The right of the Federal judiciary to strike down Federal laws that violate the Constitution is inherent in the very concept of the judiciary which was understood as part of the evolution of our jurisprudence during the pre-revolutionary colonial period. See Judicial Supremacy in America: Its Colonial and Constitutional History by R. Carter Pittman (who incidentally was notorious for his defense of States' Rights.)
The real issue here concerns the extent of the Supreme Court's authority in adjudicating between a State and her citizens. Article III, Sect. 2 gives the Federal courts authority over "Controversies between two or more States; between a State and Citizens of another State [Modified by Amendment XI]; between Citizens of different States; between Citizens of the same State claiming Lands under Grants of different States, and between a State, or the Citizens thereof, and foreign States, Citizens or Subjects."
Notice that the Federal courts are nowhere given authority in controversies between a State and citizens of that same State. Once a state citizen has appealed to the State's highest court, there is no further recourse provided under the Constitution. Period.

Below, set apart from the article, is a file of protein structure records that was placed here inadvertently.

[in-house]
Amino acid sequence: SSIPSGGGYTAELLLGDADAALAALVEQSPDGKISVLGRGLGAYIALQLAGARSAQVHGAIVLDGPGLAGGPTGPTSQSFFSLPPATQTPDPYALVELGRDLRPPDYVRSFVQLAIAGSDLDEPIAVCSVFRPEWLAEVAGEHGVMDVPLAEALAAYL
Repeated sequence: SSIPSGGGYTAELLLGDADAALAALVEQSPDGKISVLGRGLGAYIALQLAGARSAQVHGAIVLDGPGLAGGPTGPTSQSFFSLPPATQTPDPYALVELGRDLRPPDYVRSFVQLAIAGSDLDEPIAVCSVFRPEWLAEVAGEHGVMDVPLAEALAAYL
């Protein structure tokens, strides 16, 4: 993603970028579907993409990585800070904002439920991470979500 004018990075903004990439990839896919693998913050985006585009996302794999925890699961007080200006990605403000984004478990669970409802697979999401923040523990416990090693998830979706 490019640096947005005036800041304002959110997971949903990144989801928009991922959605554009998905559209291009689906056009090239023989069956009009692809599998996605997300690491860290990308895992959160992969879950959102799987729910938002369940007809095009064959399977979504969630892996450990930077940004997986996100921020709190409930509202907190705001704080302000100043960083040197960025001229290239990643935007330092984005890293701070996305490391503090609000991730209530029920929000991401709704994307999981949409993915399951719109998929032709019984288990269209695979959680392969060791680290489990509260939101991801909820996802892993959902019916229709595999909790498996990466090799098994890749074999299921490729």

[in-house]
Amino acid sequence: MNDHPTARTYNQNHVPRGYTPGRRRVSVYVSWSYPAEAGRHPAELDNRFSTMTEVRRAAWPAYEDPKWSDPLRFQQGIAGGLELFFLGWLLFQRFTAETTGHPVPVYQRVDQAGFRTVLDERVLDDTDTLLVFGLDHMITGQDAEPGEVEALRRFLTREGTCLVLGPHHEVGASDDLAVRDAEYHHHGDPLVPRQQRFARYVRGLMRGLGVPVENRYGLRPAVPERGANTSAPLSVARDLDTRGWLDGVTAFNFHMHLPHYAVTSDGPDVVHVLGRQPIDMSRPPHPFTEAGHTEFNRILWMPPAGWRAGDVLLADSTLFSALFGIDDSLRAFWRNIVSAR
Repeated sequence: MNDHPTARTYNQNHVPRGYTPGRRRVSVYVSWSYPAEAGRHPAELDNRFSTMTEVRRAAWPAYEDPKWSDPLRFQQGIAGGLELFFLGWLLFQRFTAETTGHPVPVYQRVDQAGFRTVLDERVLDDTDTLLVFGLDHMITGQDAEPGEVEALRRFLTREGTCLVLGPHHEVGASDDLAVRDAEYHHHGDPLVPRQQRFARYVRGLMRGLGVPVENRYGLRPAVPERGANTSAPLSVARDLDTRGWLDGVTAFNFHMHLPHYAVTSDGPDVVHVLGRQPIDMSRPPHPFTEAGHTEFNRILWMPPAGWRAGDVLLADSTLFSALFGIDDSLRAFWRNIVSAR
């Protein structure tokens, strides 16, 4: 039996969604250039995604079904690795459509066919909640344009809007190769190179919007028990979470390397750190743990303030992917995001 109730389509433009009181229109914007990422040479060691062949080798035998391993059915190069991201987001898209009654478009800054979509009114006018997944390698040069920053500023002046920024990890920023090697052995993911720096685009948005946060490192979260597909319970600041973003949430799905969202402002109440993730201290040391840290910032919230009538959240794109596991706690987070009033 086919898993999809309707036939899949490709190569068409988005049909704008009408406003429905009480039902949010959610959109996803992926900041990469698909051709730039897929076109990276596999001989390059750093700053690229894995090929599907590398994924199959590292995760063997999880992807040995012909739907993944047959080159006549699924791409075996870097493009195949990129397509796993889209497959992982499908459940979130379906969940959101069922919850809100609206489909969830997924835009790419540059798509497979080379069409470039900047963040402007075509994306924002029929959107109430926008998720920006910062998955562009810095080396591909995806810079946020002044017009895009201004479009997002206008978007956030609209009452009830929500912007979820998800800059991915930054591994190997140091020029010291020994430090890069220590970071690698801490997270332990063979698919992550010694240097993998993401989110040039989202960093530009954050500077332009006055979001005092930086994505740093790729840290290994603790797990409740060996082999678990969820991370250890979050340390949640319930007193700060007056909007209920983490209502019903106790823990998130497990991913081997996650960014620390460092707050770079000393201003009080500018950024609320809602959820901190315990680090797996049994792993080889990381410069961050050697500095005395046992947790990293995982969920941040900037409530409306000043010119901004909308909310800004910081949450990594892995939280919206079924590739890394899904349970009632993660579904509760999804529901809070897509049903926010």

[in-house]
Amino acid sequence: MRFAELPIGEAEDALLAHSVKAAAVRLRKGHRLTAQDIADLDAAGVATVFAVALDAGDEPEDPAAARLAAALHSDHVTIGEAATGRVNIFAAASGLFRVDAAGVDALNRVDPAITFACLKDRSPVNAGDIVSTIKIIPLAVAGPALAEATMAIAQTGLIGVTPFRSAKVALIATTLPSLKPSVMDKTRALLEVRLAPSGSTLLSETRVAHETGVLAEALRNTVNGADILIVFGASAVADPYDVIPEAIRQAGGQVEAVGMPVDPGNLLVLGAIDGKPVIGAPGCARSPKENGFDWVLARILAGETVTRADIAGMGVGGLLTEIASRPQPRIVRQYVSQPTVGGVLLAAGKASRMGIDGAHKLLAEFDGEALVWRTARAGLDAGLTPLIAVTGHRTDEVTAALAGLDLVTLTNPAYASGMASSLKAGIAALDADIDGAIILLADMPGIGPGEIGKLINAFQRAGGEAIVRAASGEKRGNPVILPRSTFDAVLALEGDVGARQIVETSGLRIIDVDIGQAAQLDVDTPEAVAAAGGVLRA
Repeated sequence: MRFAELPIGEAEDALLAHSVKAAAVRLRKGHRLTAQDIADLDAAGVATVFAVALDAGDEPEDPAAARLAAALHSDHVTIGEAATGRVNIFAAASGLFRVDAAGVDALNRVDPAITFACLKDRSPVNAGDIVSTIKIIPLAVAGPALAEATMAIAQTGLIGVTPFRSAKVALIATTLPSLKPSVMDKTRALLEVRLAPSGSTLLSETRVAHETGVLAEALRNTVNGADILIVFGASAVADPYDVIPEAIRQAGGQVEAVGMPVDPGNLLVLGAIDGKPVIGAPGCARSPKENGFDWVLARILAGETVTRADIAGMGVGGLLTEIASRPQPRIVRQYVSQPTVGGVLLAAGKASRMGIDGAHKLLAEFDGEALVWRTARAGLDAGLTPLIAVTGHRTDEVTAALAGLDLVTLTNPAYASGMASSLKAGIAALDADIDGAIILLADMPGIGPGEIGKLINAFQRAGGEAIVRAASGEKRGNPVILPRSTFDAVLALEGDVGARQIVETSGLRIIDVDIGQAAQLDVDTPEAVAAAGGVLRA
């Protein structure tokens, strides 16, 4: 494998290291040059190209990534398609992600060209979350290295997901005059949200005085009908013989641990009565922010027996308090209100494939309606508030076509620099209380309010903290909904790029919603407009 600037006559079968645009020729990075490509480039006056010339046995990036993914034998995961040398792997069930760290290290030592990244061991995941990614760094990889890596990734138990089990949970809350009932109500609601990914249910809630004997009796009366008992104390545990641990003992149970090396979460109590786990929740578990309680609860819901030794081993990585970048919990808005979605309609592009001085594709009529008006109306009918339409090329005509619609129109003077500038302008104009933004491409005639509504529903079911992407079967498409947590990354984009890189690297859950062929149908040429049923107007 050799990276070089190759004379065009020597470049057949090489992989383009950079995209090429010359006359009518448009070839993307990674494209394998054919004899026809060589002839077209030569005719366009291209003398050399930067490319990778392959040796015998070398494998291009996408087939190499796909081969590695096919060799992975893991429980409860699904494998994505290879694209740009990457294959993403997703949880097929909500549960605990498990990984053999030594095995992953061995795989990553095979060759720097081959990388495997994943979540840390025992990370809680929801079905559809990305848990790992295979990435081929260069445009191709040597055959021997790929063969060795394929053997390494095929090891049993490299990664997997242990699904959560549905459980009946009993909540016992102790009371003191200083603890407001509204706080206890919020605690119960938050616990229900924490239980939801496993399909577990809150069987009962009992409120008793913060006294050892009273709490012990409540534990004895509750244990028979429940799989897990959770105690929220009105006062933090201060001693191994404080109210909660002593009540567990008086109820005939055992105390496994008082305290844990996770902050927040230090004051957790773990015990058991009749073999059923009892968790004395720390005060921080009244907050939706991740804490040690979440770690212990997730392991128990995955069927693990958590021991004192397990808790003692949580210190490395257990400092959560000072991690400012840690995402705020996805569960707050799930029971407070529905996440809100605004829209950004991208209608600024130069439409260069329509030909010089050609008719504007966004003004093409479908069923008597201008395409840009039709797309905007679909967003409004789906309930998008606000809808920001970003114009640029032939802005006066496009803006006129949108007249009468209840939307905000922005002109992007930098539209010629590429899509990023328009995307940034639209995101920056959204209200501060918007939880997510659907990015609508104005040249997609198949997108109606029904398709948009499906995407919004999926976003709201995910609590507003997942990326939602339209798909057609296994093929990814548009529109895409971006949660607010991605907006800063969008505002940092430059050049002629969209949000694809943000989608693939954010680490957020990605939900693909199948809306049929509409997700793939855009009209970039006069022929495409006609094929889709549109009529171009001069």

The Incorporation Doctrine, far more than Marbury v. Madison, is an example of the Supreme Court seizing power over the States totally on its own caprice, with neither the States nor the people having had any say in that matter. Frankly, any attempt to curb the Incorporation Doctrine would be insufficient, even if it could be done. The Fourteenth Amendment must be repealed in toto.
Incorporation is explicitly within the original intent of the Fourteenth Amendment:
Debate over the anti-KKK bill naturally required exposition of Section 1 of the Fourteenth Amendment, and none was better qualified to explain that section than its draftsman, Rep. John A. Bingham (R., Ohio):The courts have erred in creating a doctrine of selective incorporation in order to weasel out of (for example) requiring the states to respect the right to keep and bear arms (the drafters of the Fourteenth Amendment were quite clear in stating that one of their objectives was to prohibit the ex-rebel states from disarming the freedmen).Mr. Speaker, that the scope and meaning of the limitations imposed by the first section, fourteenth amendment of the Constitution may be more fully understood, permit me to say that the privileges and immunities of citizens of a State, are chiefly defined in the first eight amendments to the constitution of the United States. Those eight amendments are as follows: [text of Amendments I-VIII] These eight articles I have shown never were limitations upon the power of the States, until made so by the Fourteenth Amendment.